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Journal Article

Citation

Soboroff S, Lovekamp W, Jenkot R. J. Crim. Justice Educ. 2019; 30(3): 376-388.

Copyright

(Copyright © 2019, Academy of Criminal Justice Sciences (U.S.A.), Publisher Informa - Taylor and Francis Group)

DOI

10.1080/10511253.2018.1520270

PMID

unavailable

Abstract

Research consistently shows that students and faculty are generally against expanding access to firearms on campus, and many stakeholders worry about the effects of campus carry laws on student violence, civility, and feelings of safety. We contribute to this literature by investigating how potential changes to campus carry policies affect students' reported commitment to campus activities. Theories explaining fear of crime and social commitment led to hypotheses that predict members of socially disadvantaged groups--specifically women and minority students--would report less favorable attitudes toward gun possession on campus, greater feelings of vulnerability to victimization, and less commitment to the college environment when students or staff may possess guns. Hypotheses received support, and add to the growing literature documenting potential issues that legislators, administrators, and faculty might consider when debating the enactment of campus carry policies.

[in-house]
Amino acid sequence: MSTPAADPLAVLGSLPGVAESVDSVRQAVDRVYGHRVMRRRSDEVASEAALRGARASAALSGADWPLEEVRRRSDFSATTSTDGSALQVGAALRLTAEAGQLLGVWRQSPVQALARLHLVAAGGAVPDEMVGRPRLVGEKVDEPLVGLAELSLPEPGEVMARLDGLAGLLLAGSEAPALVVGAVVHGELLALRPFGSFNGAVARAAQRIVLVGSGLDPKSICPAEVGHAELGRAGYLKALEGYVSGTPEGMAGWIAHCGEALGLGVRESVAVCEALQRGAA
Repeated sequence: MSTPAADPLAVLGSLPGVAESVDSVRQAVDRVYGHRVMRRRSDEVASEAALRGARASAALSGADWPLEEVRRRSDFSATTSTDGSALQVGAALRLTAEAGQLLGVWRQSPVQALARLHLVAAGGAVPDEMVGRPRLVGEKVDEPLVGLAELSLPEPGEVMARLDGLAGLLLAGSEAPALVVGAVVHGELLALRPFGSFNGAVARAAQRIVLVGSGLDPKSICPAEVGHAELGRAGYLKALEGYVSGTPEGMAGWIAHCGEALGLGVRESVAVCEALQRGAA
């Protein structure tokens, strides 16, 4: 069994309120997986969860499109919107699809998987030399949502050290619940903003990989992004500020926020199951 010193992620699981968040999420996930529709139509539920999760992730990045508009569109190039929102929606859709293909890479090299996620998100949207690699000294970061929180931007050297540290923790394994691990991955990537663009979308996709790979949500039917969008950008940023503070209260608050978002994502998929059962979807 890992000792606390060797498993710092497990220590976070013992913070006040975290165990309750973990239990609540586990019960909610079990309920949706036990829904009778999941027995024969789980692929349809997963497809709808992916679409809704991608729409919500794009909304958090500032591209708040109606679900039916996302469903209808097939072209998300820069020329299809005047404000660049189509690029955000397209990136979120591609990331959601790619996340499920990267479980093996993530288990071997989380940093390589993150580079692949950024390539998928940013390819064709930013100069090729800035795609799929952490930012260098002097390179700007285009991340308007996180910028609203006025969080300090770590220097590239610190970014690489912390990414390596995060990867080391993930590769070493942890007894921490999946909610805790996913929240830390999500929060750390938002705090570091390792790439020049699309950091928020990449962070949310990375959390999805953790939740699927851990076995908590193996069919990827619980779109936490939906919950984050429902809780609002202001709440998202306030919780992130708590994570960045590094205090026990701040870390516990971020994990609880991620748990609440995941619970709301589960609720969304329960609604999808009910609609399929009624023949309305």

Language: en

Keywords

Concealed weapons; fear of crime; higher education; social status

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